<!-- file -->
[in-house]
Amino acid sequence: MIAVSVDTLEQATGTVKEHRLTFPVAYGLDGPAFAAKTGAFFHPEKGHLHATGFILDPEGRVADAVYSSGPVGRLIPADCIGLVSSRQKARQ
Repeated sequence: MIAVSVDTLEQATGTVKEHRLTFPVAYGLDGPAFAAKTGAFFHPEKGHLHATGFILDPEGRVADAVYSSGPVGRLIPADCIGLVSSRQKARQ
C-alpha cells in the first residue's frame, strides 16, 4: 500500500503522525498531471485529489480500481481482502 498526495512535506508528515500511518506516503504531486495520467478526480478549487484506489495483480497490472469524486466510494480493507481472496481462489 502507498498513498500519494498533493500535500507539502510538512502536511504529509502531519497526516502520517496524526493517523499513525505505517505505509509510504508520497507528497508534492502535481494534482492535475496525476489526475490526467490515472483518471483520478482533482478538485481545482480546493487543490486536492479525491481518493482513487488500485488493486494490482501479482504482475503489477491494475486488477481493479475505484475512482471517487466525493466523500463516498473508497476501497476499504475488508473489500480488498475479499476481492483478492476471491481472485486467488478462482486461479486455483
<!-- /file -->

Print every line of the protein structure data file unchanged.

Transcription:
[in-house]
Amino acid sequence: MIAVSVDTLEQATGTVKEHRLTFPVAYGLDGPAFAAKTGAFFHPEKGHLHATGFILDPEGRVADAVYSSGPVGRLIPADCIGLVSSRQKARQ
Repeated sequence: MIAVSVDTLEQATGTVKEHRLTFPVAYGLDGPAFAAKTGAFFHPEKGHLHATGFILDPEGRVADAVYSSGPVGRLIPADCIGLVSSRQKARQ
C-alpha cells in the first residue's frame, strides 16, 4: 500500500503522525498531471485529489480500481481482502 498526495512535506508528515500511518506516503504531486495520467478526480478549487484506489495483480497490472469524486466510494480493507481472496481462489 502507498498513498500519494498533493500535500507539502510538512502536511504529509502531519497526516502520517496524526493517523499513525505505517505505509509510504508520497507528497508534492502535481494534482492535475496525476489526475490526467490515472483518471483520478482533482478538485481545482480546493487543490486536492479525491481518493482513487488500485488493486494490482501479482504482475503489477491494475486488477481493479475505484475512482471517487466525493466523500463516498473508497476501497476499504475488508473489500480488498475479499476481492483478492476471491481472485486467488478462482486461479486455483